Cite as "AILA InfoNet Doc. No. 00030171 (posted Mar. 1, 2000)"
February 25, 2000
The Honorable Doris
425 I Street, NW
Washington, D.C. 20536
I am writing to ask
you to elaborate on several points related to the KPMG H-1B audit that were
discussed in a recent meeting between INS and my staff, and in follow-up phone
My position remains
that the INS does not have the statutory authority to subtract numbers from the
FY 2000 H-1B cap and that attempting to do so would be unacceptable,
particularly given that the results of the KPMG audit at best are aimed at
providing only an estimate of H-1B visa usage for FY 1999.
My staff has raised a
few issues with INS that would make the results of the audit a better gauge of
H-1B usage in FY 1999. Answers to the questions below will help the committee
evaluate, at least in part, any professed validity of the audit as an accurate
measure of the H-1B count.
understanding is that, as originally proposed, your instructions to KPMG were
to count as a "cap case" every approved petition where boxes 2A and
4A were checked. As I explained in my earlier letter, that is certain to result
in an inflated count because the statute specifies that only individuals receiving
H-1B status for the first time should count against the numerical limitation
set by Congress. Petitions for individuals who are already in H-1B status and
who are changing employers should not count against the numerical limitations,
regardless of where the processing is done. Yet counting all approved petitions
in which boxes 2A and 4A are checked will automatically include in the count
any such individual who receives processing abroad.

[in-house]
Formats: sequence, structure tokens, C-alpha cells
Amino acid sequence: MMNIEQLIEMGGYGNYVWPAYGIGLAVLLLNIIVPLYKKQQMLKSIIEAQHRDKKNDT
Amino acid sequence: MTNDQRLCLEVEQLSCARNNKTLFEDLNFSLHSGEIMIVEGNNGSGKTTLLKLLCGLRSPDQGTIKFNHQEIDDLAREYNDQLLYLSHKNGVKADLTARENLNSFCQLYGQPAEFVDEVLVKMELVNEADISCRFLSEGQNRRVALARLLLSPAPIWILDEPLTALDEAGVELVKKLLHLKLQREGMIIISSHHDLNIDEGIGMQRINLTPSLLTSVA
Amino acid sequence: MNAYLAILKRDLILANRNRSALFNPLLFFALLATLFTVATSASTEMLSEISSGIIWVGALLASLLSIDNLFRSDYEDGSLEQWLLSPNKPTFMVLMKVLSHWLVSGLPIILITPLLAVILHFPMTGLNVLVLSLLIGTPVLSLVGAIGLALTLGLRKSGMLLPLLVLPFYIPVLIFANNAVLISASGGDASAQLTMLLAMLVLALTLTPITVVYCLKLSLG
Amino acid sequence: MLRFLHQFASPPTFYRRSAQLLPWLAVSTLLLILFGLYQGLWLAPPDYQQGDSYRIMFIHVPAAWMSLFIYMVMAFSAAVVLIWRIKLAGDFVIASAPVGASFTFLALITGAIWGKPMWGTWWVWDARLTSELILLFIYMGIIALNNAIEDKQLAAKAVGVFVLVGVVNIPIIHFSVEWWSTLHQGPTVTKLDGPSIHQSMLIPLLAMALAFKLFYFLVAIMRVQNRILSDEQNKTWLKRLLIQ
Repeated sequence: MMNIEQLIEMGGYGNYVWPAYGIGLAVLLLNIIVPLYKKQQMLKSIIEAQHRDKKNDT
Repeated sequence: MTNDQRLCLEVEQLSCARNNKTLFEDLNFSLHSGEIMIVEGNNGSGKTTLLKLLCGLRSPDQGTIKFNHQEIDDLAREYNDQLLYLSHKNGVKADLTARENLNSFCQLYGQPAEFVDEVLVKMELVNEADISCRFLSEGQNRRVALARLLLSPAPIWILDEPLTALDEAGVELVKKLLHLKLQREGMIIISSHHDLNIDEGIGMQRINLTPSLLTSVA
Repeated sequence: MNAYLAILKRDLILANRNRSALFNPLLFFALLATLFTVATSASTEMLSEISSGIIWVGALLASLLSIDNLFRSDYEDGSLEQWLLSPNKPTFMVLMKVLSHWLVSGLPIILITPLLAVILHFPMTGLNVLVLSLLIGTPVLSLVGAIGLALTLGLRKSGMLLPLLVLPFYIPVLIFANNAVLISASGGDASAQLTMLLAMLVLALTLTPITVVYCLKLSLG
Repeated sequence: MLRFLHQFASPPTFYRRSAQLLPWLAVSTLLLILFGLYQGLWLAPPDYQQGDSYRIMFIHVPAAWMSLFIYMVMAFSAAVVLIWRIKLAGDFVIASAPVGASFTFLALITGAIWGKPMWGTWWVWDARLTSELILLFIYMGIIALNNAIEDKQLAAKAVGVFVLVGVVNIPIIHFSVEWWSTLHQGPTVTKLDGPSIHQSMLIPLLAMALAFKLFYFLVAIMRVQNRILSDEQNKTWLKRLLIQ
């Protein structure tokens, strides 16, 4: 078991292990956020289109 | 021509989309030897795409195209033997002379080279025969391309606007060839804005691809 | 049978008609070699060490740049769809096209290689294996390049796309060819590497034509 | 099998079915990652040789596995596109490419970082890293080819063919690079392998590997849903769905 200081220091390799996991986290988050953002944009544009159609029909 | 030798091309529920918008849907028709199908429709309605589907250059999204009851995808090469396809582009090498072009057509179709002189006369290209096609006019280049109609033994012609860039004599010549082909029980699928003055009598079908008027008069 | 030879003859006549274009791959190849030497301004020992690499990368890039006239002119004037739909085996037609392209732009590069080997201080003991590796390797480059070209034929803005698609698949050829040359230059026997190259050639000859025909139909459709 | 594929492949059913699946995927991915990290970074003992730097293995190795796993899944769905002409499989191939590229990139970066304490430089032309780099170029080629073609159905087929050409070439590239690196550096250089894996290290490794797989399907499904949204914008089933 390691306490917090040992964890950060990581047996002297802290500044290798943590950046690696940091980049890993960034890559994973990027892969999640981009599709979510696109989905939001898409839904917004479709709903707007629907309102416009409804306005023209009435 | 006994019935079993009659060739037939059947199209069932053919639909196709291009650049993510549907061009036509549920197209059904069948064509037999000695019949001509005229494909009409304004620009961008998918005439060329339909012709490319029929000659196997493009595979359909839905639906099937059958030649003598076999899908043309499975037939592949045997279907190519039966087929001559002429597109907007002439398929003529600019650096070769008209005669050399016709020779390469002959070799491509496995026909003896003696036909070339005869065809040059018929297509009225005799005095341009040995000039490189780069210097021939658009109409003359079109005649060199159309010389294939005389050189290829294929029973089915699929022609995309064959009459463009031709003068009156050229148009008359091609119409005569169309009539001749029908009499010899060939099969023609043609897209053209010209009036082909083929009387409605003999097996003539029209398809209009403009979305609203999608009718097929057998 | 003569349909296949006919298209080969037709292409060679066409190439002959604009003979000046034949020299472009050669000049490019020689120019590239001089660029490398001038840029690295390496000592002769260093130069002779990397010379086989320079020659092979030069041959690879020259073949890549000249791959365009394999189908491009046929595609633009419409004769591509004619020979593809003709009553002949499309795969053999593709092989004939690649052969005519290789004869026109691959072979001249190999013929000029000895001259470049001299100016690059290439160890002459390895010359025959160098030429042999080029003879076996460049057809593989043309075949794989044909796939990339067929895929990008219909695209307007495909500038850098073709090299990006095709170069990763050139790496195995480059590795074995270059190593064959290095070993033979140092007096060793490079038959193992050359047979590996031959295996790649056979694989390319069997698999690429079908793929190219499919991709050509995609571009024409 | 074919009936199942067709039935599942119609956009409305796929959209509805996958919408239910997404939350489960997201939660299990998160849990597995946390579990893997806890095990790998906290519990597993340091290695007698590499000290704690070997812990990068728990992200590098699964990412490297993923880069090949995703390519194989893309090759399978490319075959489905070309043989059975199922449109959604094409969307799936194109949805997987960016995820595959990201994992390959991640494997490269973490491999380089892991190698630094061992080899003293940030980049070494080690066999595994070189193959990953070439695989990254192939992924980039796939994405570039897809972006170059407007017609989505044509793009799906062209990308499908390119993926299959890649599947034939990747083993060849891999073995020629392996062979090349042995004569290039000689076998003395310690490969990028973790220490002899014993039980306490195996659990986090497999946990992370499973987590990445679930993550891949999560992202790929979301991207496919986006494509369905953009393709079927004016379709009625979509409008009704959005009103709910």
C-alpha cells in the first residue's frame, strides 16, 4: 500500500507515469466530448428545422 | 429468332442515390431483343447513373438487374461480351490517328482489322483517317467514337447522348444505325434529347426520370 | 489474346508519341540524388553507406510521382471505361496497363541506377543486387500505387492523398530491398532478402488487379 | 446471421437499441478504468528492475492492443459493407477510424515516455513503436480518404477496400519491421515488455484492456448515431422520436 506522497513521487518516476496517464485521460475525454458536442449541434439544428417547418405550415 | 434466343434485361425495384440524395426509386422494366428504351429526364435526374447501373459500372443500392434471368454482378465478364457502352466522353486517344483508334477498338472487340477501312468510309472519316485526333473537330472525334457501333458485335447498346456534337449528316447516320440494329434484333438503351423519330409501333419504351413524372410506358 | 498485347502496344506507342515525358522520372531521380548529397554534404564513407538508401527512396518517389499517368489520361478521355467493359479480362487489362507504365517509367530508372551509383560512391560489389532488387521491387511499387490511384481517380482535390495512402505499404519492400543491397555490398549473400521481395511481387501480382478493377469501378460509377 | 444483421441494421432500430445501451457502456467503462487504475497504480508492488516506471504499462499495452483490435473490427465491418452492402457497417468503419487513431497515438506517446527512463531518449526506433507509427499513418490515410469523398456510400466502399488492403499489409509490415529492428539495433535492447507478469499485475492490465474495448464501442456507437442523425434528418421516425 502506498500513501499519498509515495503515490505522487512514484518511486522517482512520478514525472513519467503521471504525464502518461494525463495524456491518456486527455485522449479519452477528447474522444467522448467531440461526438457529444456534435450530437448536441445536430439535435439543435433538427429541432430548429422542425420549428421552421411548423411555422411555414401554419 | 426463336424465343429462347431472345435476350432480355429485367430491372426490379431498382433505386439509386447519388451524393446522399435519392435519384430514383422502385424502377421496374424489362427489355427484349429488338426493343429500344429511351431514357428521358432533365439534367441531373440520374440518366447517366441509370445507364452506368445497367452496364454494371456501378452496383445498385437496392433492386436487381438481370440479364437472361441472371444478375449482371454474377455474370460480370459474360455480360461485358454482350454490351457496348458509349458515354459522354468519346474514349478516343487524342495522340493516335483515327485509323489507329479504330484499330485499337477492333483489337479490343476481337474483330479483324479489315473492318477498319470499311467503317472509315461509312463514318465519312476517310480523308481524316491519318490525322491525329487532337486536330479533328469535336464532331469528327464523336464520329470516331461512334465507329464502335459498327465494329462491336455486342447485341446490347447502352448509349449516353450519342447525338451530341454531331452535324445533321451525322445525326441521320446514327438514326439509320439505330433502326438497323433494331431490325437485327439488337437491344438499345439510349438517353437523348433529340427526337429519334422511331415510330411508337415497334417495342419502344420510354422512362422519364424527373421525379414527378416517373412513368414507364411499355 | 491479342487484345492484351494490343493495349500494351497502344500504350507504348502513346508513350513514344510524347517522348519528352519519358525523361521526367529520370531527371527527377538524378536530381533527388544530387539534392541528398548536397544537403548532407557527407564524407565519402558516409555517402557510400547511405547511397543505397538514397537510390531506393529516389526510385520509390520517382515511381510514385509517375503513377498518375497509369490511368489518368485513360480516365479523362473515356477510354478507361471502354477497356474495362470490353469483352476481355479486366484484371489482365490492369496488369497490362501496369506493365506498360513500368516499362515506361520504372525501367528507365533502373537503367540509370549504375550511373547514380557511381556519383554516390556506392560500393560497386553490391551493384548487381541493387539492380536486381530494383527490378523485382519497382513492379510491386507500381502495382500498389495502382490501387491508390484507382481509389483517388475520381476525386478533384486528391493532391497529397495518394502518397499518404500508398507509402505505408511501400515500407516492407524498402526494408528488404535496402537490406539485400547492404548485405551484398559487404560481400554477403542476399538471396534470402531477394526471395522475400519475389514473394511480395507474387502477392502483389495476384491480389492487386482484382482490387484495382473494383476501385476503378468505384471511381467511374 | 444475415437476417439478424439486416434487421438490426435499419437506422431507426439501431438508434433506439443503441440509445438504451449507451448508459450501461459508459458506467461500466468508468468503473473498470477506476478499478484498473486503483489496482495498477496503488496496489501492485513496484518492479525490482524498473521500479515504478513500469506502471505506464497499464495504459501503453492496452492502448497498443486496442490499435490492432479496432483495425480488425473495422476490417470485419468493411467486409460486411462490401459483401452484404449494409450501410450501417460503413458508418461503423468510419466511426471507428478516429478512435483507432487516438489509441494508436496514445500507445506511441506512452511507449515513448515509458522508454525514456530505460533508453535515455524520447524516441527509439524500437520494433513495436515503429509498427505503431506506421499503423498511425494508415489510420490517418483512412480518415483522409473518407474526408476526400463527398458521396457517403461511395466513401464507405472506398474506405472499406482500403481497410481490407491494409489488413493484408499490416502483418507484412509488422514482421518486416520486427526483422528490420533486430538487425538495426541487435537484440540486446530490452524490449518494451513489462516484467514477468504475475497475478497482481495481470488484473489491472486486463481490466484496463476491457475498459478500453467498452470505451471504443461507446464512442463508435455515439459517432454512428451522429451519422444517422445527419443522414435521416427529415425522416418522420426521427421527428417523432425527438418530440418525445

My staff reiterated
this point after reviewing with you the process that KPMG had been directed to
use by INS and suggested that a partial way of improving the accuracy of the
audit would be to direct KPMG to look not only at what boxes on the petition
were checked but also at the supplements attached to the petition forms. In response,
INS indicated that it would direct KPMG to conduct some type of review of the
supplements. Please explain what instructions INS gave to KPMG and what KPMG,
in fact, did in response to those instructions.
Second, according to
the materials provided by KPMG, INS' instructions to determine whether cases
were multiple or duplicate petitions filed on behalf of the same individual
were to require a match of each of five or more fields from the petitions.
According to KPMG, it is defining a duplicate petition as one with
"identical receipt number, last name, first name, date of birth, country
of birth, and approval date." A multiple petition is defined as one with
all of the same fields matching except with a different receipt number. Because
this procedure will miss instances involving the same individual where there
are variations of spelling, first names vs. first initials, middle initials,
etc., it was suggested by my staff that petitions with identical dates of birth
should all be screened as possible duplicates or multiples. What has been your
response to this suggestion?
Third, since INS'
methodology is to count approved petitions without regard to whether an
individual actually used the H-1B visa, this inherently counts individuals who
may not have worked in the United States and is at odds with the way I believe
capped categories for immigrant visas are treated. My staff suggested that INS
instruct KPMG to, at minimum, call a sub-set of companies at least to estimate
what percentage of cases involving approved H-1B petitions had instances of
individuals who did not actually show up for work and use the visa (and thus
should not cap against the numerical limitation.) What action is INS
undertaking to address this issue?
It remains my view
that INS counting procedures, including, quite disturbingly, the directions
provided to date to KPMG, do not conform to the law and are artificially
inflating the annual count of H-1B usage to the detriment of employers,
employees, and the American economy.
Due to the time-sensitive
nature and the ongoing audit, I would appreciate a response to the questions
raised in this letter by March 1st.